Although Hirshleifer’s never expanded beyond its Manhasset perch, its influence has always seemed to be larger than its footprint. The store, which is one of the few remaining family-owned fashion retailers, marked its 100 anniversary last month. Hirshleifer’s history was celebrated at a party, where posters of old ad campaigns were on display. They showed the retailer’s prescience in using a young Linda Evangelista in a 1989 ad and Stephanie Seymour in an ad from 1988.

Paul Hirshleifer’s career started some miles away from Manhasset, in Forest Hills, N.Y., where he ran his family’s clothing store. But he had loftier aspirations. Driving through Manhasset one day, he passed a strip mall and met the equally ambitious and visionary Castagna, who was trying to transform his strip mall with a supermarket and drug store into an elegant open-air setting for upscale fashion and lifestyle retailers.

Hirshleifer opened a 1,500-square-foot store at the Americana Manhasset in 1960, closing the Forest Hills store in 1990 to devote his energies to expanding the physical size and designer roster of the Manhasset flagship.

Chanel was initially displayed in a space that was 750 square feet. “My father really believed we could sell a lot more Chanel,” Lori said. “He passed away before [the 3,200-square-foot shop] was finished. We first evolved to 1,500 square feet, and decided to do an even bigger expansion. We said, ‘Let’s plan to buy 50 percent more goods and see where it goes.’ It was a great experiment.”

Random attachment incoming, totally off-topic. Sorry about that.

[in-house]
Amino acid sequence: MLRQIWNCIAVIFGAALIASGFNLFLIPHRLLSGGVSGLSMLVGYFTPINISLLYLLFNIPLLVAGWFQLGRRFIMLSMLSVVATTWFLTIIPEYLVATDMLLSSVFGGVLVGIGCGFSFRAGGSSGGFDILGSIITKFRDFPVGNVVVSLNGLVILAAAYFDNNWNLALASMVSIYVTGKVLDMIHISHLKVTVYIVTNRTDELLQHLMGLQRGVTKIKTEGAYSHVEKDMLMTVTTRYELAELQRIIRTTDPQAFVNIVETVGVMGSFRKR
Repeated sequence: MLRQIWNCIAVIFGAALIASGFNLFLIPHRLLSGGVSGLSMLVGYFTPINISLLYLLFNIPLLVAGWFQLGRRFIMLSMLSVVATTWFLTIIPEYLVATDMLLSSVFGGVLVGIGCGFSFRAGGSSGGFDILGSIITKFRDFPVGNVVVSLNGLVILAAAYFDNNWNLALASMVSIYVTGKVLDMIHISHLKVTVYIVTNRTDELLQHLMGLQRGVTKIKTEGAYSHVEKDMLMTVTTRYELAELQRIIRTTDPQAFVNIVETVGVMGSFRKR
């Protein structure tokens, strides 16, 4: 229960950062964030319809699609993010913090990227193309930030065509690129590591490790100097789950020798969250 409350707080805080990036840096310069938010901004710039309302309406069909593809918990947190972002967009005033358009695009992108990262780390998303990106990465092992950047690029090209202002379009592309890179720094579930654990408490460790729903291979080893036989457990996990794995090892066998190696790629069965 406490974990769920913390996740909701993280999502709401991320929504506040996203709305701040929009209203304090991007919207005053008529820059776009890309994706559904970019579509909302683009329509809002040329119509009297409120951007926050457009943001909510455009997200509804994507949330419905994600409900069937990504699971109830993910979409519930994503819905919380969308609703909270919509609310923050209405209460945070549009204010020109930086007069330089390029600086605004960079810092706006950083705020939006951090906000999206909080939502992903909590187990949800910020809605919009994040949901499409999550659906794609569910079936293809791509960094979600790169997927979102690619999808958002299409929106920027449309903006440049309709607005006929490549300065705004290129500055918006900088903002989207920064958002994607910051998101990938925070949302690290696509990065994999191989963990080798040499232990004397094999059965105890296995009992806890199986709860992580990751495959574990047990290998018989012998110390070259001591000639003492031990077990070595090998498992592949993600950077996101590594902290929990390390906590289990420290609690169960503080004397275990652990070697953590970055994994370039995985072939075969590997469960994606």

Not all of the designer unions were as successful. European designers found Hirshleifer’s generously sized in-store shops attractive — until they achieved a certain level of success and decided to open their own units at the Americana. Two of the most difficult losses were Jil Sander’s men’s and women’s shops and a Dolce & Gabbana boutique. “We opened Jil Sander the day after she resigned [as creative director of her company],” Shelly said. “We made a big dollar investment and tried to continue selling the collection, but we decided we had to use the space in other ways and opened a Versace shop in 2008 and an area for Brunello Cucinelli in 2009. Dolce & Gabbana’s shop was built at great expense. When the agreement expired, we couldn’t make it viable. That was a pretty scary moment. Then Lori had this idea for Etc.”